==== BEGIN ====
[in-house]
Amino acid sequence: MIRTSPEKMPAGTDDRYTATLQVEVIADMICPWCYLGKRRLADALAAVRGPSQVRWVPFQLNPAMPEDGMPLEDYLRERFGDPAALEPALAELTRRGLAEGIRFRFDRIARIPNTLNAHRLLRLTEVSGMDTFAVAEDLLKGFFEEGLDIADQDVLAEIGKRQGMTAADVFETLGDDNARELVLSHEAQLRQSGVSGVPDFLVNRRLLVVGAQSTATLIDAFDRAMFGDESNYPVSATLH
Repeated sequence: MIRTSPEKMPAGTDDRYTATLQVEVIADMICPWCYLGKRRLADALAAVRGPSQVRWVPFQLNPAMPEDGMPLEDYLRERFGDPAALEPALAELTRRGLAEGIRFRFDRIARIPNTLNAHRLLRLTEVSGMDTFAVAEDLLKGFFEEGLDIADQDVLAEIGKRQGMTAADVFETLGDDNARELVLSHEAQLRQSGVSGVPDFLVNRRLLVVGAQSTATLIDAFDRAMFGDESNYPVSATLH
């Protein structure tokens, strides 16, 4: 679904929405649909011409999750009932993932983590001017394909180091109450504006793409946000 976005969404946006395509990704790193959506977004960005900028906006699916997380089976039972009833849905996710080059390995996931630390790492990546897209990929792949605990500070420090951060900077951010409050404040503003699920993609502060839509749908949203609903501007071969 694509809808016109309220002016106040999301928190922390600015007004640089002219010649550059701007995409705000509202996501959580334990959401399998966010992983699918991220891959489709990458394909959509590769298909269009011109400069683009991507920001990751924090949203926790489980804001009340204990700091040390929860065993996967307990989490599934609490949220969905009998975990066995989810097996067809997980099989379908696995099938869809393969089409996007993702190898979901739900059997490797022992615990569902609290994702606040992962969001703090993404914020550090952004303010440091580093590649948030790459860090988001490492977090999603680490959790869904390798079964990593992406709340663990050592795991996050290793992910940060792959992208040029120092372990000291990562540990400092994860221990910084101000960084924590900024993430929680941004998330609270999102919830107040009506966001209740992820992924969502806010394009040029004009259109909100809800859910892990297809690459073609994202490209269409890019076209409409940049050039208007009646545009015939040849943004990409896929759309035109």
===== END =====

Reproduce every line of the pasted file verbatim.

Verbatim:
[in-house]
Amino acid sequence: MIRTSPEKMPAGTDDRYTATLQVEVIADMICPWCYLGKRRLADALAAVRGPSQVRWVPFQLNPAMPEDGMPLEDYLRERFGDPAALEPALAELTRRGLAEGIRFRFDRIARIPNTLNAHRLLRLTEVSGMDTFAVAEDLLKGFFEEGLDIADQDVLAEIGKRQGMTAADVFETLGDDNARELVLSHEAQLRQSGVSGVPDFLVNRRLLVVGAQSTATLIDAFDRAMFGDESNYPVSATLH
Repeated sequence: MIRTSPEKMPAGTDDRYTATLQVEVIADMICPWCYLGKRRLADALAAVRGPSQVRWVPFQLNPAMPEDGMPLEDYLRERFGDPAALEPALAELTRRGLAEGIRFRFDRIARIPNTLNAHRLLRLTEVSGMDTFAVAEDLLKGFFEEGLDIADQDVLAEIGKRQGMTAADVFETLGDDNARELVLSHEAQLRQSGVSGVPDFLVNRRLLVVGAQSTATLIDAFDRAMFGDESNYPVSATLH
């Protein structure tokens, strides 16, 4: 679904929405649909011409999750009932993932983590001017394909180091109450504006793409946000 976005969404946006395509990704790193959506977004960005900028906006699916997380089976039972009833849905996710080059390995996931630390790492990546897209990929792949605990500070420090951060900077951010409050404040503003699920993609502060839509749908949203609903501007071969 694509809808016109309220002016106040999301928190922390600015007004640089002219010649550059701007995409705000509202996501959580334990959401399998966010992983699918991220891959489709990458394909959509590769298909269009011109400069683009991507920001990751924090949203926790489980804001009340204990700091040390929860065993996967307990989490599934609490949220969905009998975990066995989810097996067809997980099989379908696995099938869809393969089409996007993702190898979901739900059997490797022992615990569902609290994702606040992962969001703090993404914020550090952004303010440091580093590649948030790459860090988001490492977090999603680490959790869904390798079964990593992406709340663990050592795991996050290793992910940060792959992208040029120092372990000291990562540990400092994860221990910084101000960084924590900024993430929680941004998330609270999102919830107040009506966001209740992820992924969502806010394009040029004009259109909100809800859910892990297809690459073609994202490209269409890019076209409409940049050039208007009646545009015939040849943004990409896929759309035109």